Posted by: photographytuition | January 27, 2012

Perspective control or shift lens

I’ve used a perspective control lens in my work as an archaeology photographer for many years: a Nikon 28mm f3.5 PC.

The lens works on any Nikon SLR camera. It’s totally manual everything but I’ve never found this a problem or a disadvantage.  On a digital SLR you see what you get so you guess the exposure, take the shot and adjust as necessary. Manual focus is easy enough.

The lens shifts in all directions. I used it mainly for photographing long sequences of walling and for keeping the sides of tall buildings looking parallel.

I’ll show you how it works.

28mm f3.5 PC shift lens. Taken with a D7000, 16-85mm lens at 62mm. ISO 800, 1/60 second f5.3

In the above photo the lens is shifted downwards.

28mm f3.5 PC shift lens. Nikon D7000 with 16-85mm at 62mm. ISO 560, 1/60 second f5.3

In the above photo the lens is shifted upwards.

The ability of the lens to shift upwards is the setting most commonly used. It is this setting that enables you to photograph tall buildings without the distorted look of the sides converging (getting closer together) at the top of the picture. So instead of the sides bending inwards they are absolutely parallel – the perspective control has worked.

Photo showing converging verticals. D7000 with 16-85mm lens at 16mm. ISO 200, 1/125 second f8. Exposure +1 stop.

Two photos, using a 28mm shift lens, stiched together. Note parallel or straight columns.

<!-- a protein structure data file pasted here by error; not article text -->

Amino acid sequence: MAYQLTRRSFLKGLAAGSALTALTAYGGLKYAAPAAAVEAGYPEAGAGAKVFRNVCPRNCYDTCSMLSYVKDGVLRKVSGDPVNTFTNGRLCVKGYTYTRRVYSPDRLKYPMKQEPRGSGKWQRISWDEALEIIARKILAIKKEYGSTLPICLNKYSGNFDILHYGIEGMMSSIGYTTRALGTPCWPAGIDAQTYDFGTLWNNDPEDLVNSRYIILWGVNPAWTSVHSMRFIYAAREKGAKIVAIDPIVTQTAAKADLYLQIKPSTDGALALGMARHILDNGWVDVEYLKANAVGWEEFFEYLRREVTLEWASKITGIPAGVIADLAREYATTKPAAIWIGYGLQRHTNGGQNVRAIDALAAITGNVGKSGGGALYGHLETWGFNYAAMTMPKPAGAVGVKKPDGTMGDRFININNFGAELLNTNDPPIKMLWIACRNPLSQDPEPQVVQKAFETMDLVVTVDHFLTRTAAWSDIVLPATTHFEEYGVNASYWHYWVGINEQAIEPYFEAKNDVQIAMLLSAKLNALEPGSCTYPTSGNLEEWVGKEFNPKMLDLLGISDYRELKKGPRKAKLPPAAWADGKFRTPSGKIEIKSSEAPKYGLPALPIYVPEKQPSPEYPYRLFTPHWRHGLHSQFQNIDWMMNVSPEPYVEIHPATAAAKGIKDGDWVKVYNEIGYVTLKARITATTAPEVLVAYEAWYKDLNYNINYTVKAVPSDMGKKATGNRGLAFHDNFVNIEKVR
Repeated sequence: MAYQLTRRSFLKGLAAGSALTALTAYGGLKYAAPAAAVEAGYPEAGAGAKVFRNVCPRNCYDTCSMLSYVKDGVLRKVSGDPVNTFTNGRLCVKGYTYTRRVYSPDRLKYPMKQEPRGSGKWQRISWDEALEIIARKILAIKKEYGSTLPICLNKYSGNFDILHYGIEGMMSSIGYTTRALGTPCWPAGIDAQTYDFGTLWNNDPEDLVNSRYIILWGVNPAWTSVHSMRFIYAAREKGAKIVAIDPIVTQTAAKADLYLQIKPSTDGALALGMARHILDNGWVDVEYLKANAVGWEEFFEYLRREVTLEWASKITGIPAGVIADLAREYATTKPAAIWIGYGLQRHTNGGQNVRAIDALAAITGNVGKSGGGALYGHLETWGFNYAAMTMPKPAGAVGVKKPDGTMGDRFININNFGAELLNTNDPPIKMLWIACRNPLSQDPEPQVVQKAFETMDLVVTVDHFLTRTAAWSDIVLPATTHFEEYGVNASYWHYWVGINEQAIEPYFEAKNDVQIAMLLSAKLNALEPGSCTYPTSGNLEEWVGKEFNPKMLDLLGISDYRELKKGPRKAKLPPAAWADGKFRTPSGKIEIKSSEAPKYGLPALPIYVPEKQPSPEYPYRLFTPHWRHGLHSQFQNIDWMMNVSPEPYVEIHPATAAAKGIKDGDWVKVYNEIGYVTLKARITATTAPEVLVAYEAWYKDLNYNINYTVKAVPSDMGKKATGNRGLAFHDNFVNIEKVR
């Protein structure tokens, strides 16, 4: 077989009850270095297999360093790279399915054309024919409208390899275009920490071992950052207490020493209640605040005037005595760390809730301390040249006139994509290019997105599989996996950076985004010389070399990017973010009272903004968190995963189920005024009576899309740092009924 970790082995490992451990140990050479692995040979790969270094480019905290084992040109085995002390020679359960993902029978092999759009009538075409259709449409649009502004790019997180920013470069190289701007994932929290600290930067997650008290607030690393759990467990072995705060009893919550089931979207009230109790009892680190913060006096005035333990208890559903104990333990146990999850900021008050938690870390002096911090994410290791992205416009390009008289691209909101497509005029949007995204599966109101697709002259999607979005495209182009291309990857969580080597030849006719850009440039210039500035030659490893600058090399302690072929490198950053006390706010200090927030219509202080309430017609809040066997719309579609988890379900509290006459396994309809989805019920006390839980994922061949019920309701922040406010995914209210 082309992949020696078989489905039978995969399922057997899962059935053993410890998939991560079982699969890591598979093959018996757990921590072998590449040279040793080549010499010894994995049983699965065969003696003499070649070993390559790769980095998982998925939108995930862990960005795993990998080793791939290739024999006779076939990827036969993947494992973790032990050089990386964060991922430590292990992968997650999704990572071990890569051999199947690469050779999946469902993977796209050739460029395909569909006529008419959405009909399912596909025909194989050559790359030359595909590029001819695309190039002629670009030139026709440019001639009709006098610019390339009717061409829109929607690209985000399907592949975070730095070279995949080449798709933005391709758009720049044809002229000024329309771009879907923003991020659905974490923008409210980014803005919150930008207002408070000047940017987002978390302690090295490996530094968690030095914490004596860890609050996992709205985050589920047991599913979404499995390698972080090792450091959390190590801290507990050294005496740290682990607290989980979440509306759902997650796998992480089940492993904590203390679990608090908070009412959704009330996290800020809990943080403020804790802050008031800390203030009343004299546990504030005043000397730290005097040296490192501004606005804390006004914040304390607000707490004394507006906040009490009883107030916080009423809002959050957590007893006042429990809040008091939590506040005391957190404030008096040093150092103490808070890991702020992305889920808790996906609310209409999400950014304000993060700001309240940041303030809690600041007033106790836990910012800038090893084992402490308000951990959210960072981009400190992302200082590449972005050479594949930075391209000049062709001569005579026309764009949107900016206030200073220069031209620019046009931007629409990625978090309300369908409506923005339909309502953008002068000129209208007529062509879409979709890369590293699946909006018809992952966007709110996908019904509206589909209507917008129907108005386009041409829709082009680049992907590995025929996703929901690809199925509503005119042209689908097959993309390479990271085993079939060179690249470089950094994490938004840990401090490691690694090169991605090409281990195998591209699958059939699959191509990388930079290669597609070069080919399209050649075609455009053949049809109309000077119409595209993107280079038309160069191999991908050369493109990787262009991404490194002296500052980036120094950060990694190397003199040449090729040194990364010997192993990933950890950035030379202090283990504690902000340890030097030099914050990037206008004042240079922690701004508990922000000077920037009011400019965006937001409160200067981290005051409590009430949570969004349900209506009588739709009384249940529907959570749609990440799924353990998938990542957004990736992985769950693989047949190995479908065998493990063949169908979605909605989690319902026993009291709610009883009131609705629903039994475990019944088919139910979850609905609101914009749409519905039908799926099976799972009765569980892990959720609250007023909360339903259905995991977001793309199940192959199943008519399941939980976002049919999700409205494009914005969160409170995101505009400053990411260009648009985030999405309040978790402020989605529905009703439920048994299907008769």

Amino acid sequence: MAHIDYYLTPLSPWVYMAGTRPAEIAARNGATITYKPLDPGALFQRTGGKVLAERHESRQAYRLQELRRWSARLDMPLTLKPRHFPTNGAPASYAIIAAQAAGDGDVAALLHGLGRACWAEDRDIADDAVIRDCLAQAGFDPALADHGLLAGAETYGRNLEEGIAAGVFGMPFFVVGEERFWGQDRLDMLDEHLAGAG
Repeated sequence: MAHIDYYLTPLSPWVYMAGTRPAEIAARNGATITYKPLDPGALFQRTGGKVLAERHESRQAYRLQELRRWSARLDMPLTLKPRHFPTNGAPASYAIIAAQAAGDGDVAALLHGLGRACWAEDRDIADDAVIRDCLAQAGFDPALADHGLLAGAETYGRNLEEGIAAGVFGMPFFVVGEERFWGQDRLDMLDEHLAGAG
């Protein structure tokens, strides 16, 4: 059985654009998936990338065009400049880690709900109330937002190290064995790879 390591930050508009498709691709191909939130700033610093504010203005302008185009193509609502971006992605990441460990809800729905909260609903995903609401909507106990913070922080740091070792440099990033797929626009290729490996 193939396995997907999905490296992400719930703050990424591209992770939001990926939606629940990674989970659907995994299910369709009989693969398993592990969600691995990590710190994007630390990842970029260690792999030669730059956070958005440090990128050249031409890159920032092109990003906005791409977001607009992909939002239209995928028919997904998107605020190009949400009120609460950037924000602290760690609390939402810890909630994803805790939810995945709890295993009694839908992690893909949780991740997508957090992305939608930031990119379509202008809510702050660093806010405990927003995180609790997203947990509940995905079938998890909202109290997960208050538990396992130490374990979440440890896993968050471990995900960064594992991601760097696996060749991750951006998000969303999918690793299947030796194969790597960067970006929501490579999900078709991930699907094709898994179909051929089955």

The above photo was made by taking 2 photos using the rising front of the 28mm PC lens and joining the photos together. The 2 photos are shown below. The stitching was done in seconds using a free program that came with a Panasonic compact I bought ages ago.

28mm PC lens on a D80. ISO 200, 1/60 second f number not recorded. Tripod.

28mm f3.5 PC lens. D80. ISO 200, 1/60 second fnumber not recorded. Tripod.

Above: the two photos I used to stitch together.

28mm f3.5 shift lens. D7000 with 16-85mm at 32mm. ISO 800, 1/60 second f4.5.

28mm f3.5 shift lens. D7000 with 16-85mm lens at 32mm. ISO 800, 1/60 second f4.5.

The above two pictures show the lens shifted on a horizontal axes. These are the settings I used for photographing walls or long sequences of buildings.

It’s essential to use a tripod when using a PC lens for critical work.

If you would like to try out the Nikon 28mm f3.5 PC lens or are interested in improving your photography skills in the Brecon Beacons or mid Wales why not join me on a Photography Tuition course?

To find out more see www.photographytuition.co.uk or email me will@phonecoop.coop

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